Ownership in Software

Alessandro Rubini rubini at ar.linux.it
Wed Apr 21 21:21:12 UTC 2004

I reply to this specific message, but I've seen the same "mistake"
in other messages of yours.

> Consider this: If I programmed something which is extremely useful I
> would like to claim the ownership in that program. But I am that
> smart, that I do not sell it. Instead, I give it away for free and
> undr the GPL.

Then, you claim authorship, not ownership. In "why software should
not have owners" the strong term "owner" refers to people who
deny the rights on the software (the four freedoms, but it's more
a general discussion than that).

So yes, we all agree you are granted authorship, what we disagree with
is exclusive and strict ownership. If you are the owner of your work,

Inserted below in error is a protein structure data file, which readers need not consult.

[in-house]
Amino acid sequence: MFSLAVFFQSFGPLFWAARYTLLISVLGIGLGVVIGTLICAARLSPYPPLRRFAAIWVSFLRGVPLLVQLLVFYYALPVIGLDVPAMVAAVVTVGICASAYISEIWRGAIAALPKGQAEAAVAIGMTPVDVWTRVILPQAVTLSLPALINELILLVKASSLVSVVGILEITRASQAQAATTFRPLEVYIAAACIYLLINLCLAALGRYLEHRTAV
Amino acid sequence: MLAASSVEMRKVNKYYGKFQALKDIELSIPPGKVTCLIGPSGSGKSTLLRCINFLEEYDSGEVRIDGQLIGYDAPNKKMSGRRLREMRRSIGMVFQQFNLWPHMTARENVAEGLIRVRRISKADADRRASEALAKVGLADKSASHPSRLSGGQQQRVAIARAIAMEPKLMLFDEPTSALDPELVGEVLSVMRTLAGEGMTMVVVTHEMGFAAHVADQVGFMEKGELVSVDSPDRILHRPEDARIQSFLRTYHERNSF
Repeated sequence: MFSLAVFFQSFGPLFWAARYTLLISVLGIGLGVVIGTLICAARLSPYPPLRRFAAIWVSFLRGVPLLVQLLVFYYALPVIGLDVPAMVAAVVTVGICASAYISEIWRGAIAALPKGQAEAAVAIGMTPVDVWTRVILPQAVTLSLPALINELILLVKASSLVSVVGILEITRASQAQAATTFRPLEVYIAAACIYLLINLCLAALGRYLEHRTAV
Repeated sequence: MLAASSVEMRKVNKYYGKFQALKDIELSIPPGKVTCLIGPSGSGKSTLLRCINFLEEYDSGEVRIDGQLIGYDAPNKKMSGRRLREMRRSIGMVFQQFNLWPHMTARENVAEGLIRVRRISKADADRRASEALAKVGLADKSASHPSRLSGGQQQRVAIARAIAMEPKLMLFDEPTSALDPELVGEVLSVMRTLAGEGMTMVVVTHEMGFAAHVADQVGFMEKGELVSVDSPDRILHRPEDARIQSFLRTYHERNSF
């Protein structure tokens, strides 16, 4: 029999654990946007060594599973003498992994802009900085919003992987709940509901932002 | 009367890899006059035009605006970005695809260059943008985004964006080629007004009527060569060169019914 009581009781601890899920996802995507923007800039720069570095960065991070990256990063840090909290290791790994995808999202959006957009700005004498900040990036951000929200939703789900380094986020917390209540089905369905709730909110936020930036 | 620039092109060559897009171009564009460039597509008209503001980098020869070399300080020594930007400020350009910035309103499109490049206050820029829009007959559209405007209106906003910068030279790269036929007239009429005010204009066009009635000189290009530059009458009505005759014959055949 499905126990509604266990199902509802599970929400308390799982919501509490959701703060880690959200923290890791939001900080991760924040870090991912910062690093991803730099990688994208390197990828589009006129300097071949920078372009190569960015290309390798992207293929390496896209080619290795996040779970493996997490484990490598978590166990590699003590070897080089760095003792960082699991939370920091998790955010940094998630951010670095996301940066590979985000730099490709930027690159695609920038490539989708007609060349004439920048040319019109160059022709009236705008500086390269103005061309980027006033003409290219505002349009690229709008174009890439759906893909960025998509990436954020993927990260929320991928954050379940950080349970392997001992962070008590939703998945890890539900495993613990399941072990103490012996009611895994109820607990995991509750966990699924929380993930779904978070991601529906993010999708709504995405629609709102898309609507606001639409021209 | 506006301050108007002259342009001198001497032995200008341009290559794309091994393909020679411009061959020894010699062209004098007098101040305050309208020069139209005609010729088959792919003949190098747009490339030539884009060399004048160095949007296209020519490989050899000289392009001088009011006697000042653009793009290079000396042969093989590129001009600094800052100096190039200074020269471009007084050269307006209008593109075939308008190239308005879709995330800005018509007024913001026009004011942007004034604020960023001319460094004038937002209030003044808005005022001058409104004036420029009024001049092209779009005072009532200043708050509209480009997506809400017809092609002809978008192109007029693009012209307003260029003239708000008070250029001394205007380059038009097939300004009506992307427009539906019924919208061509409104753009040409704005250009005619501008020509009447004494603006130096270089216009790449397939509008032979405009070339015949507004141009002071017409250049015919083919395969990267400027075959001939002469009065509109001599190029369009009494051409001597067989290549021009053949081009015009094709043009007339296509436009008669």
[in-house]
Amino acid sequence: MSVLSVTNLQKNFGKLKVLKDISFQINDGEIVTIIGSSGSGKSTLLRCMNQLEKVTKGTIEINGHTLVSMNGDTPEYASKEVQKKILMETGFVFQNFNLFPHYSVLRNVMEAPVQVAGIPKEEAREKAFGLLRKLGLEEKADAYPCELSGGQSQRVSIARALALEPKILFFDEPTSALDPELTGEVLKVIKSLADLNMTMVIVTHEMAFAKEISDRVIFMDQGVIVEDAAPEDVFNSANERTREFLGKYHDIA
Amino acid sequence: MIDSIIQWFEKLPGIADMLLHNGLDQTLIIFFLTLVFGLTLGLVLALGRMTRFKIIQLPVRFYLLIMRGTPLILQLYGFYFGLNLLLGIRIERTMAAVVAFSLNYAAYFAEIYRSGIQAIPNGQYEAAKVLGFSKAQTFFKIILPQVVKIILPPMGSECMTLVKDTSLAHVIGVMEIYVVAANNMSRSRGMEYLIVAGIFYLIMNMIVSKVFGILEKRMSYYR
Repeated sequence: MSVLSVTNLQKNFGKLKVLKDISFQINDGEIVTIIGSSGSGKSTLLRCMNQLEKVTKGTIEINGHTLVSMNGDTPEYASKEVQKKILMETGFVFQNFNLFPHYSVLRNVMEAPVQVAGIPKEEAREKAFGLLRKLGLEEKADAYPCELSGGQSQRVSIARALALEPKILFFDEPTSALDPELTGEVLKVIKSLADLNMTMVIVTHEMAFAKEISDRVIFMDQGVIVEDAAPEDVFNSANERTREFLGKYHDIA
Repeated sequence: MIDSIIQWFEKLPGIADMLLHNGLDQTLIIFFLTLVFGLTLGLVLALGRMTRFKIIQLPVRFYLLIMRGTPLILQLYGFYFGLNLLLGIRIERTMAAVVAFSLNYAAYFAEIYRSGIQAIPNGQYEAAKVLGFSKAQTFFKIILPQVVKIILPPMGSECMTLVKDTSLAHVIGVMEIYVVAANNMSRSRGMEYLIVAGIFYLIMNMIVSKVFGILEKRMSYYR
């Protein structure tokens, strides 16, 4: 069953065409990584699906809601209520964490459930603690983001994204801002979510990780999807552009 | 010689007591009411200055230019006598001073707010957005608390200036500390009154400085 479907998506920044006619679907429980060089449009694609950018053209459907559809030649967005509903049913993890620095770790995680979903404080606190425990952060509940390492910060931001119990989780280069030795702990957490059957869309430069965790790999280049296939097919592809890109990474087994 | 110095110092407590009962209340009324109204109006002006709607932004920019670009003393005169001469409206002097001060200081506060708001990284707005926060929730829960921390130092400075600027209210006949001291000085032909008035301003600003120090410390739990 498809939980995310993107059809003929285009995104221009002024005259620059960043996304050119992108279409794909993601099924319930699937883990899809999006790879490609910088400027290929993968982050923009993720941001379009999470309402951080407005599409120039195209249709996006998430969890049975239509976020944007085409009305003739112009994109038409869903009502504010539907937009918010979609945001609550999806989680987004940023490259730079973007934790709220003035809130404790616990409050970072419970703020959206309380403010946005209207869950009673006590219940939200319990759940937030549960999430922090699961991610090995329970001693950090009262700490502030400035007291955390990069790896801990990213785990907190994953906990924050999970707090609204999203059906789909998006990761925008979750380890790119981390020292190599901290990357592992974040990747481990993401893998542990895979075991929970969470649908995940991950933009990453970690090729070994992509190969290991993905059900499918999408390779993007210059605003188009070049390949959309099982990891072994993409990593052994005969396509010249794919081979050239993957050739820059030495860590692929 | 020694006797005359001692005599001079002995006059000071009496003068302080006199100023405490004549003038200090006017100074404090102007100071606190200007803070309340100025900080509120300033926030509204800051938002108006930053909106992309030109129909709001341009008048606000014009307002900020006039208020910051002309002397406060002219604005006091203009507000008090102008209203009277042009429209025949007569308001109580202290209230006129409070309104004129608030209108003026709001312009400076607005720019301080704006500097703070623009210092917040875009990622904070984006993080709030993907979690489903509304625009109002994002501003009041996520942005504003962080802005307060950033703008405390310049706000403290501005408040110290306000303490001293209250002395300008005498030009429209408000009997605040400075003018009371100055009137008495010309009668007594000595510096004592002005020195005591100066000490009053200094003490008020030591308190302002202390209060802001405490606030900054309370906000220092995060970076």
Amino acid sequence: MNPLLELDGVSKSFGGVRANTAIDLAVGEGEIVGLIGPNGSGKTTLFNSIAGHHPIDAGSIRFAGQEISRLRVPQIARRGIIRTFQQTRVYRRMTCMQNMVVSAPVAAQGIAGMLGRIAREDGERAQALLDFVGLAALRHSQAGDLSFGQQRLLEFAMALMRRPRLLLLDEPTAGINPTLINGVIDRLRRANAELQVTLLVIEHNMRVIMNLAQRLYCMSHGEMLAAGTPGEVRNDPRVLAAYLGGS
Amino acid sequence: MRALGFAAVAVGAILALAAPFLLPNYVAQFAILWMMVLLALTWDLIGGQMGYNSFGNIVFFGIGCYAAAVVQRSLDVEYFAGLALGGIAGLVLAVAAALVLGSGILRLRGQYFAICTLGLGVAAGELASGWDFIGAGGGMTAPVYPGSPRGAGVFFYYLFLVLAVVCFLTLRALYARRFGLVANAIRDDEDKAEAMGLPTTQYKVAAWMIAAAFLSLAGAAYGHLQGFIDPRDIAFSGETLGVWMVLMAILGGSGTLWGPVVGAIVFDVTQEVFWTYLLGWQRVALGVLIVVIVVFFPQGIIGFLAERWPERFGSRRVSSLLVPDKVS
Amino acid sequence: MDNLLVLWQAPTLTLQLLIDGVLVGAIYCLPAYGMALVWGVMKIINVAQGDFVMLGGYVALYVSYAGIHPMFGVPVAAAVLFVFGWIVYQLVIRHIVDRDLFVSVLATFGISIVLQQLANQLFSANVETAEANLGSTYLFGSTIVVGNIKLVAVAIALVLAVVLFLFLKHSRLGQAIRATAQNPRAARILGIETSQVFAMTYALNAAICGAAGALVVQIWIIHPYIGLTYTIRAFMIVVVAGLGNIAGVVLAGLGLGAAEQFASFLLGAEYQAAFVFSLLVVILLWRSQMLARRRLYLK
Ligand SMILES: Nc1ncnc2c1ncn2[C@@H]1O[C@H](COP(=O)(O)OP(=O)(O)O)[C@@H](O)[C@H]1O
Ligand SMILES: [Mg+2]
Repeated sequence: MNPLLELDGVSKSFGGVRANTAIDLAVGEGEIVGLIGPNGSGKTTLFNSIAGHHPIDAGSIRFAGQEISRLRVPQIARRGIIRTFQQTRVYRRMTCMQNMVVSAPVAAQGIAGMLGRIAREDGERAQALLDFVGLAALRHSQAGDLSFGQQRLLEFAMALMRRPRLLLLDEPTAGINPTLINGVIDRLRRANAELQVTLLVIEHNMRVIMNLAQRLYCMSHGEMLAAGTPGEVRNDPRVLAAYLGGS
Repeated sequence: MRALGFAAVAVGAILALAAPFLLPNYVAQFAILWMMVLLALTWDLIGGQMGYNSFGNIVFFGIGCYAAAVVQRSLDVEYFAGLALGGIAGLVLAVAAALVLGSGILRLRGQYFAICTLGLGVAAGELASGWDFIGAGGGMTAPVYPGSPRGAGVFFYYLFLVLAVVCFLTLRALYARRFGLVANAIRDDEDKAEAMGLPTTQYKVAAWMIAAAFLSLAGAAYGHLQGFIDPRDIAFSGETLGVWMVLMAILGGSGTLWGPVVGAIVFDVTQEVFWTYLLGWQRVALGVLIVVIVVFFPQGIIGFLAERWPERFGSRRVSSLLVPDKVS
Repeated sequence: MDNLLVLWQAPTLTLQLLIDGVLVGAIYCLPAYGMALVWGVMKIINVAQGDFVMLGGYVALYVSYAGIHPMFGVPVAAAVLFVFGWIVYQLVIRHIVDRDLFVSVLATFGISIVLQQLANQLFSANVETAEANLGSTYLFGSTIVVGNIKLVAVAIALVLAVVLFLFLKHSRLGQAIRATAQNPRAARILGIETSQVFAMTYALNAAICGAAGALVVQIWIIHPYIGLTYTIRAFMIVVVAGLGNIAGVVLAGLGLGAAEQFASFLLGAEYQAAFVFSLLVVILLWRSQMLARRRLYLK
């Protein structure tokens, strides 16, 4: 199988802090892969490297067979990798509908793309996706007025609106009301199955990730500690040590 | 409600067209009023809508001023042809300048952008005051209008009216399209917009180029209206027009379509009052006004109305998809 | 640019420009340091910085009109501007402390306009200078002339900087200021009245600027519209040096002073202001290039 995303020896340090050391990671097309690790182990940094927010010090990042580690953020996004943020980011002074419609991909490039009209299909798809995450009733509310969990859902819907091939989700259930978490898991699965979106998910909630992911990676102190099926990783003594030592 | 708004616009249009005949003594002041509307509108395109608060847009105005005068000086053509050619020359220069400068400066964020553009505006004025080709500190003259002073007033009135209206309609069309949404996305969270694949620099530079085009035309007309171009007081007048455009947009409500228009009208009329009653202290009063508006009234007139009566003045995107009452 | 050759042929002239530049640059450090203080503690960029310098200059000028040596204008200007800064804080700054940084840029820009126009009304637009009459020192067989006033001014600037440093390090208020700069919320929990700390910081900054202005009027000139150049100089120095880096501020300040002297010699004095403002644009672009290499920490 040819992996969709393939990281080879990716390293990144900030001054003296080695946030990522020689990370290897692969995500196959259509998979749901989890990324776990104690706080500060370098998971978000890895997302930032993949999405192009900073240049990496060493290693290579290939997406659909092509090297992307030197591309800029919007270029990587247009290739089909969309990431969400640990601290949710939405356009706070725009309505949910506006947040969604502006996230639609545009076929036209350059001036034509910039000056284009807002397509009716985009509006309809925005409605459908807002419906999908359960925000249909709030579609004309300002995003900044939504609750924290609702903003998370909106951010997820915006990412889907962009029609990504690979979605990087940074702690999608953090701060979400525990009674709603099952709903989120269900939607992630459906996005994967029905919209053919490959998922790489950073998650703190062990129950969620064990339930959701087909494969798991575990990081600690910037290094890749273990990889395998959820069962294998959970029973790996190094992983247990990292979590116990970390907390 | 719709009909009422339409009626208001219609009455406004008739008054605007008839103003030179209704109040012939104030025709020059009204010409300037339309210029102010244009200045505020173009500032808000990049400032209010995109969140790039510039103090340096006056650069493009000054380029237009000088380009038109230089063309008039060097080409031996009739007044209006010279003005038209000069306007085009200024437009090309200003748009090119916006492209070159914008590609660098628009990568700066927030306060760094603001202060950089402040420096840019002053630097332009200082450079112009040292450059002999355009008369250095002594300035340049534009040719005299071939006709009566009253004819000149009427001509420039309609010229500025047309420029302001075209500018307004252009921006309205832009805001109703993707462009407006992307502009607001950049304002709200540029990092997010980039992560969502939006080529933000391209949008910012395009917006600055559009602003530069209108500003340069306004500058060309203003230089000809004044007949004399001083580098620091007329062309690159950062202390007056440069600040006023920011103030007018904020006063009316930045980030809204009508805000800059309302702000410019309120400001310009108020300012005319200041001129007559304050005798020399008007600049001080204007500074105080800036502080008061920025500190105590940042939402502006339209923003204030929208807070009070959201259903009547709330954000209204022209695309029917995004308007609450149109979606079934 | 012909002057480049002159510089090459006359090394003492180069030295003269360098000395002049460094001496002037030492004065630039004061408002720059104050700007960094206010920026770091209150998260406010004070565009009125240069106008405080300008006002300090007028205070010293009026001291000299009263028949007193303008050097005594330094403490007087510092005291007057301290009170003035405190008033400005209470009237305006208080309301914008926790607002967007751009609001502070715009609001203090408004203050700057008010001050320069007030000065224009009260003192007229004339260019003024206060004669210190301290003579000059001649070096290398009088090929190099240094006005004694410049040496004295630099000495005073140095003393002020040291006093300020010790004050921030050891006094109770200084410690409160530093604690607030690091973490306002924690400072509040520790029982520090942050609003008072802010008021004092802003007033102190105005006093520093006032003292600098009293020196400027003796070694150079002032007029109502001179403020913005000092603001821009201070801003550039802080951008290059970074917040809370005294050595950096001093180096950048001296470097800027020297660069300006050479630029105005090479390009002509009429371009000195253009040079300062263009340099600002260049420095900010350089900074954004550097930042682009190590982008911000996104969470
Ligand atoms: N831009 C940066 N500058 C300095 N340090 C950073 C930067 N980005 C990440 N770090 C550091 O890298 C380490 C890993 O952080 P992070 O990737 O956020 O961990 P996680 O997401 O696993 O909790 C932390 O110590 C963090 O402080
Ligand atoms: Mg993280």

it means you are also the owner of _my_ copy of your work. (Here "copy"
means "instance" or "specimen").

Another misunderstanding in your posts is about the "food" comparison
made by Rui Miguel Seabra. He bases his example on the hipotesis
that food can be replicated at no cost.  Sure physical food that
can't be replicated has owners, since taking it away from them
would leave them without their "copy". Please re-read his message
with this in mind (the replicator, in the whole message). Then your
message is based on wrong assumptions (and it's not bad, without
the replicator hipotesis).

> What Linus could probably do is taking the newest version of the
> Kernel and publish it under a new license.

No. He's not the only copyright holder. He can relicense his own work,
which is a tiny fraction of it all nowadays. But this is a detail.

[I didn't read it all, yet, just wanted to clarify this misunderstanding
about ownership and authorship]

Alessandro Rubini, free software specialist.
Device drivers, embedded systems, courses.

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